“The Rap Map” focuses on Atlanta communities and explore the intersections between data visualization and storytelling. Commenting on the fact that the hip hop trio Migos came from the suburbs of Atlanta, Quavo in a 2017 Fader interview explains “If we came out of there, we wanted to make sure we screamed that to the fullest and put it on the map. It’s not like a part of Atlanta, but we made it a part of Atlanta.” Using the platform, the Rap Map locates the lyrics of Atlanta hip hop artists to create a map of the city based on narratives from historically marginalized communities rather than the traditional maps created by those in positions of power. Initially started by a Political Science grad student at GSU, the project now includes a growing number of undergraduates close reading an artist’s body of work for locations. Students are also researching where artists went to school, own businesses, and are doing philanthropic work. We are collecting more official GIS data sets as well, like police zones, census information, and city resources. As our data grows, we are working on ways to tell stories through various mapping platforms. 

Krog Codex: Archiving the Ephemeral

  • Curt Jackson, Georgia State University

“Krog Codex” focuses on Atlanta communities and explore the intersections between data visualization and storytelling. The Krog Street Tunnel is one of Atlanta’s premiere destinations for street art, political communication, and a community bulletin board. For decades, artists have added and subtracted new paintings, messages, and designs to its walls, effectively creating a rapidly changing archive of local cultural concerns. The tunnel and the walls connected to it on Dekalb Avenue and Wylie Street comprise a single living dynamic work of art that is a cultural center of Cabbagetown and Atlanta. As such, it is important to not only examine the art but also the creatives who give the tunnel life. Our project archives the constantly changing art of Krog Tunnel through 3d scans, 360 capture, and photography, along with research into the history of the tunnel and interviews with artists and community members.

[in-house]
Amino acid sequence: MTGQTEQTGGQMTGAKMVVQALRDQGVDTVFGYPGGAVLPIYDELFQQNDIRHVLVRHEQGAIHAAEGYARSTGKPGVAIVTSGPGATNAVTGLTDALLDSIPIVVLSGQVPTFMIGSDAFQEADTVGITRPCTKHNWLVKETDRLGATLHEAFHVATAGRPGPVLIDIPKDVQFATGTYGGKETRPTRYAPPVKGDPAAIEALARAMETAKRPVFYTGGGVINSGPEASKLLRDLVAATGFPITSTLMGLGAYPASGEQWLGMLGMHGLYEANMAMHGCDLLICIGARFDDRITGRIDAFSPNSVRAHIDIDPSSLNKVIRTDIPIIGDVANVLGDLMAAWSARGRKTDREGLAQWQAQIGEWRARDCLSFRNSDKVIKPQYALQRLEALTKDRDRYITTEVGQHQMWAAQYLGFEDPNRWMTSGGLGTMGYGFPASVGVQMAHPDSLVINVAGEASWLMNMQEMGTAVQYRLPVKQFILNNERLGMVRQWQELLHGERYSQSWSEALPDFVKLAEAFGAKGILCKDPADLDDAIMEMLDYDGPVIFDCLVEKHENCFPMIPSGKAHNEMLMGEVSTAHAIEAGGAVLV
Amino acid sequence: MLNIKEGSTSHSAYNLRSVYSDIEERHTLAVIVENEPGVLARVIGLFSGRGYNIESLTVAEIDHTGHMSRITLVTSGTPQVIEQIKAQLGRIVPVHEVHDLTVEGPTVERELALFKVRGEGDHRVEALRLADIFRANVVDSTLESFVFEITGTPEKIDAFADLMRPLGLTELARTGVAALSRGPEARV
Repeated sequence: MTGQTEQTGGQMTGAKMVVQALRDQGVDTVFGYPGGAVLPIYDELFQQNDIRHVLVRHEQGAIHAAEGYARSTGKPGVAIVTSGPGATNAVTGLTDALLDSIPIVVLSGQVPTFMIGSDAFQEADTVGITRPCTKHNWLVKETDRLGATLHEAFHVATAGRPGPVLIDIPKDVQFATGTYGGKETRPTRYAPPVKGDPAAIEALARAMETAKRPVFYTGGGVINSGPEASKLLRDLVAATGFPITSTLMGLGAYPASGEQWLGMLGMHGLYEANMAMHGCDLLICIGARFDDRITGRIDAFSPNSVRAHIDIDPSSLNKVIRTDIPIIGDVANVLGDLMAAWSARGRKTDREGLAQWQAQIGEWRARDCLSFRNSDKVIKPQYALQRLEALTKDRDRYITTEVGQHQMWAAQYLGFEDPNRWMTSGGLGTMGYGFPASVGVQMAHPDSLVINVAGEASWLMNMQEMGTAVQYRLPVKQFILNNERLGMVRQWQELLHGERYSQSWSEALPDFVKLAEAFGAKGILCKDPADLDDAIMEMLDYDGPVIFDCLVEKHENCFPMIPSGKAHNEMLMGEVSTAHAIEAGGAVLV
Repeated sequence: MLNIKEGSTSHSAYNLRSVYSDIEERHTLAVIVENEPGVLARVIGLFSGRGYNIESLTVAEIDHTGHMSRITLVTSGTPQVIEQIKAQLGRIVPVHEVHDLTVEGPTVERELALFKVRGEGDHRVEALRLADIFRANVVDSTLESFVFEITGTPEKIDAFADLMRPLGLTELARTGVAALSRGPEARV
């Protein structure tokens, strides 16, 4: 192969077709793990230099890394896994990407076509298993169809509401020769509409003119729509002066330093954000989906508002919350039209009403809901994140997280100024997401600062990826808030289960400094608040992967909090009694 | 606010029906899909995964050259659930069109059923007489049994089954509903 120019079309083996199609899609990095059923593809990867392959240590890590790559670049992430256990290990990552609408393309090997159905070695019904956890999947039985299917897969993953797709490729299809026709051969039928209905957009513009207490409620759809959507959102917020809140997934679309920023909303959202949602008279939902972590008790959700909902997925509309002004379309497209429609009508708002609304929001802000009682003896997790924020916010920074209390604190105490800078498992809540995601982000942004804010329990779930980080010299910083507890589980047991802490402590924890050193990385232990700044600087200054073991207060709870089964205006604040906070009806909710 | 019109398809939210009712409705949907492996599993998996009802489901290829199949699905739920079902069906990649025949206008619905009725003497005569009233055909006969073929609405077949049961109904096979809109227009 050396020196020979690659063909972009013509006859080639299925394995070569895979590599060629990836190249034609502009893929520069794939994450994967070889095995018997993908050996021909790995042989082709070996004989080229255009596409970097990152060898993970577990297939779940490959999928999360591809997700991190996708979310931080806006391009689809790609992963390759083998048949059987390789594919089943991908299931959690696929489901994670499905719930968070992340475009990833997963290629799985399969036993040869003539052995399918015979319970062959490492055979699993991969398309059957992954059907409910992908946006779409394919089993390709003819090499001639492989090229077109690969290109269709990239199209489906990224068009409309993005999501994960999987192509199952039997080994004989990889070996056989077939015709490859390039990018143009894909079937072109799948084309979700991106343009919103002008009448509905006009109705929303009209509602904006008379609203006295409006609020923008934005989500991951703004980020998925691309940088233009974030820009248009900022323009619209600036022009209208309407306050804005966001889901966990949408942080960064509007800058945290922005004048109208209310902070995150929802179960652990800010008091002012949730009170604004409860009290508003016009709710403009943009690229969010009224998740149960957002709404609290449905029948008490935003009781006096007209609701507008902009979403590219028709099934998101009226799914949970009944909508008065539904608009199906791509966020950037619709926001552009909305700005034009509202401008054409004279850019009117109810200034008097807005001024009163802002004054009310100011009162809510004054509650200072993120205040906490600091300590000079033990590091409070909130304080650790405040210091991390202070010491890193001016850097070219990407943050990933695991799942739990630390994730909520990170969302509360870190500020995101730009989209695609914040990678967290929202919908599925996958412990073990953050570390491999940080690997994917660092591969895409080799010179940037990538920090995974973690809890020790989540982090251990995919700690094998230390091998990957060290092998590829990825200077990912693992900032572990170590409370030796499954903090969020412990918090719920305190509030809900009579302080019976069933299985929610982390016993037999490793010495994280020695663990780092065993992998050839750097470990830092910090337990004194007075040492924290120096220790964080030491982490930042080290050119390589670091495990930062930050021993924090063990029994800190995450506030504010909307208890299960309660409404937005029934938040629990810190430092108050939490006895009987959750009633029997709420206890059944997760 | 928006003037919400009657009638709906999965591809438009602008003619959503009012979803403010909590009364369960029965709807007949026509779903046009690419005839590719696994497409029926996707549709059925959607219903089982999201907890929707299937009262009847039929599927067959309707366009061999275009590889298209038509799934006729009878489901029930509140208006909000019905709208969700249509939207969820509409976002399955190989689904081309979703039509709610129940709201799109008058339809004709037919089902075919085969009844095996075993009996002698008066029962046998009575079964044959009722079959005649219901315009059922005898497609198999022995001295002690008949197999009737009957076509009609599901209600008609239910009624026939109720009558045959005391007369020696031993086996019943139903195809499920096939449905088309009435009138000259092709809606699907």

“South-Asian Restaurants in Metro Atlanta: Locating Culture Through Taste”

  • Abhik Banerjee , Georgia State University
  • Yeshi Pelzom Pradhan, Georgia State University

“South-Asian Restaurants in Metro Atlanta” focuses on Atlanta communities and explore the intersections between data visualization and storytelling. Food being a significant component of culture, it has always been contingent on geography, climate, resources, practices, and the natural and acquired tastes of people living in specific regions. Due to its originality, Asian food and cooking styles have had a tremendous influence around the world. In the last century, the migration of people from South Asia due to geopolitical and economic reasons has created small yet influential immigrant communities and centers in America. Consequently, South-Asian restaurants have mushroomed in both downtowns and suburbs of big cities as viable business enterprise. Using the platform, our project creates a restaurant map of the city that detects the influence of South-Asian food and cuisine in the Atlanta metropolitan area. We examine official databases to archive general information regarding these restaurants and investigate articles/blogs/vlogs to analyze their impact on American food culture.

Jericho Brown Closing Night by Stephanie Rountree, Ph.D.

Closing Night: A Conversation with Jericho Brown

GSU’s CMII and Whova at 7:30pm

The final SSSL 2022 Closing Night event features 2020 Pulitzer Prize winning poet Jericho Brown, who is the recipient of a Whiting Writers’ Award and fellowships from the John Simon Guggenheim Foundation, the Radcliffe Institute for Advanced Study at Harvard University, and the National Endowment for the Arts. Brown’s first book, Please (2008), won the American Book Award. His second book, The New Testament (2014), won the Anisfield-Wolf Book Award and was named one of the best of the year by Library Journal, Coldfront, and the Academy of American Poets. He is also the author of the collection The Tradition (2019), which was a finalist for the 2019 National Book Award and the winner of the 2020 Pulitzer Prize for Poetry. His poems have appeared in Buzzfeed, The Nation, The New York Times, The New Yorker, The New Republic, Time, and The Pushcart Prize Anthology, and several volumes of The Best American Poetry anthologies. He is the Charles Howard Candler Professor of Creative Writing and the Director of the Creative Writing Program at Emory University in Atlanta.